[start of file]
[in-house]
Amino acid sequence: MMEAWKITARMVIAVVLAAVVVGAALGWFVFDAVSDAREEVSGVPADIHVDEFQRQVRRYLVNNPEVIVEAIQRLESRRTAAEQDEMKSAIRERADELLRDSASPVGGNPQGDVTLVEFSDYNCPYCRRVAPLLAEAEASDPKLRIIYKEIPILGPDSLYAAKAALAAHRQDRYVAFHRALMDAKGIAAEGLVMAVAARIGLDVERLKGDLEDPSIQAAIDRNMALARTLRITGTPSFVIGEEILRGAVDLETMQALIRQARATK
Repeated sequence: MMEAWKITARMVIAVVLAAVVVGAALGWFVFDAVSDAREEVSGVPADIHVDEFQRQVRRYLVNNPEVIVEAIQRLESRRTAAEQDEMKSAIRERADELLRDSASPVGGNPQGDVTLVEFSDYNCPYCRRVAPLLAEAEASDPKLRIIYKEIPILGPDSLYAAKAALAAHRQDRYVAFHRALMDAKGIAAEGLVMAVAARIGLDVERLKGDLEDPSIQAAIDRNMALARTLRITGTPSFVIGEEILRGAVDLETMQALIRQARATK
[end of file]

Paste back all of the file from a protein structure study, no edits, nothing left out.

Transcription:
[in-house]
Amino acid sequence: MMEAWKITARMVIAVVLAAVVVGAALGWFVFDAVSDAREEVSGVPADIHVDEFQRQVRRYLVNNPEVIVEAIQRLESRRTAAEQDEMKSAIRERADELLRDSASPVGGNPQGDVTLVEFSDYNCPYCRRVAPLLAEAEASDPKLRIIYKEIPILGPDSLYAAKAALAAHRQDRYVAFHRALMDAKGIAAEGLVMAVAARIGLDVERLKGDLEDPSIQAAIDRNMALARTLRITGTPSFVIGEEILRGAVDLETMQALIRQARATK
Repeated sequence: MMEAWKITARMVIAVVLAAVVVGAALGWFVFDAVSDAREEVSGVPADIHVDEFQRQVRRYLVNNPEVIVEAIQRLESRRTAAEQDEMKSAIRERADELLRDSASPVGGNPQGDVTLVEFSDYNCPYCRRVAPLLAEAEASDPKLRIIYKEIPILGPDSLYAAKAALAAHRQDRYVAFHRALMDAKGIAAEGLVMAVAARIGLDVERLKGDLEDPSIQAAIDRNMALARTLRITGTPSFVIGEEILRGAVDLETMQALIRQARATK